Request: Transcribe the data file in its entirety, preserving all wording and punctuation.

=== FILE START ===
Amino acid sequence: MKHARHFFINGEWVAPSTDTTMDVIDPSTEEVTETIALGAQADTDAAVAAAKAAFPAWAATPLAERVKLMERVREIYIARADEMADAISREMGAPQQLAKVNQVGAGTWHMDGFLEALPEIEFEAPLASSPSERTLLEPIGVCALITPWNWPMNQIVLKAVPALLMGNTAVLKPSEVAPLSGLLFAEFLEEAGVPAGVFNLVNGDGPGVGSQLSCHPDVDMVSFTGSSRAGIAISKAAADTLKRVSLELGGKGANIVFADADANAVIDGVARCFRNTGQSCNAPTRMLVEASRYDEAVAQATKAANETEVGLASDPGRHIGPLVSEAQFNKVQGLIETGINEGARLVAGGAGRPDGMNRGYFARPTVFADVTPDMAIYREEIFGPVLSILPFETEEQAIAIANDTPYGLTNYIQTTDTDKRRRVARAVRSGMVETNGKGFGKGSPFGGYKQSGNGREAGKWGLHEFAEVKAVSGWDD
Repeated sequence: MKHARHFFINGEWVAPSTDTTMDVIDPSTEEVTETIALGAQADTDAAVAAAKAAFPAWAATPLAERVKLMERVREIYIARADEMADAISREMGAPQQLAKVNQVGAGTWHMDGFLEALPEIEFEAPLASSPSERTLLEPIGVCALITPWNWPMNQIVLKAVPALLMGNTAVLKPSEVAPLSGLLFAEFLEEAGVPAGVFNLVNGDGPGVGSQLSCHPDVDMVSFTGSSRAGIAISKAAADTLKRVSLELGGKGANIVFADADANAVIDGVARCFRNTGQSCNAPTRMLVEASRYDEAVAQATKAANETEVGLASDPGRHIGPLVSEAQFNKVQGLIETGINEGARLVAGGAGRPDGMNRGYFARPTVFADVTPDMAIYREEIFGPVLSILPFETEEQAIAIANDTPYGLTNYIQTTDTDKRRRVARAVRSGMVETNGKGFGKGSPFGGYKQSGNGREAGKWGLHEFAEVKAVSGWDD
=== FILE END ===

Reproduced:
Amino acid sequence: MKHARHFFINGEWVAPSTDTTMDVIDPSTEEVTETIALGAQADTDAAVAAAKAAFPAWAATPLAERVKLMERVREIYIARADEMADAISREMGAPQQLAKVNQVGAGTWHMDGFLEALPEIEFEAPLASSPSERTLLEPIGVCALITPWNWPMNQIVLKAVPALLMGNTAVLKPSEVAPLSGLLFAEFLEEAGVPAGVFNLVNGDGPGVGSQLSCHPDVDMVSFTGSSRAGIAISKAAADTLKRVSLELGGKGANIVFADADANAVIDGVARCFRNTGQSCNAPTRMLVEASRYDEAVAQATKAANETEVGLASDPGRHIGPLVSEAQFNKVQGLIETGINEGARLVAGGAGRPDGMNRGYFARPTVFADVTPDMAIYREEIFGPVLSILPFETEEQAIAIANDTPYGLTNYIQTTDTDKRRRVARAVRSGMVETNGKGFGKGSPFGGYKQSGNGREAGKWGLHEFAEVKAVSGWDD
Repeated sequence: MKHARHFFINGEWVAPSTDTTMDVIDPSTEEVTETIALGAQADTDAAVAAAKAAFPAWAATPLAERVKLMERVREIYIARADEMADAISREMGAPQQLAKVNQVGAGTWHMDGFLEALPEIEFEAPLASSPSERTLLEPIGVCALITPWNWPMNQIVLKAVPALLMGNTAVLKPSEVAPLSGLLFAEFLEEAGVPAGVFNLVNGDGPGVGSQLSCHPDVDMVSFTGSSRAGIAISKAAADTLKRVSLELGGKGANIVFADADANAVIDGVARCFRNTGQSCNAPTRMLVEASRYDEAVAQATKAANETEVGLASDPGRHIGPLVSEAQFNKVQGLIETGINEGARLVAGGAGRPDGMNRGYFARPTVFADVTPDMAIYREEIFGPVLSILPFETEEQAIAIANDTPYGLTNYIQTTDTDKRRRVARAVRSGMVETNGKGFGKGSPFGGYKQSGNGREAGKWGLHEFAEVKAVSGWDD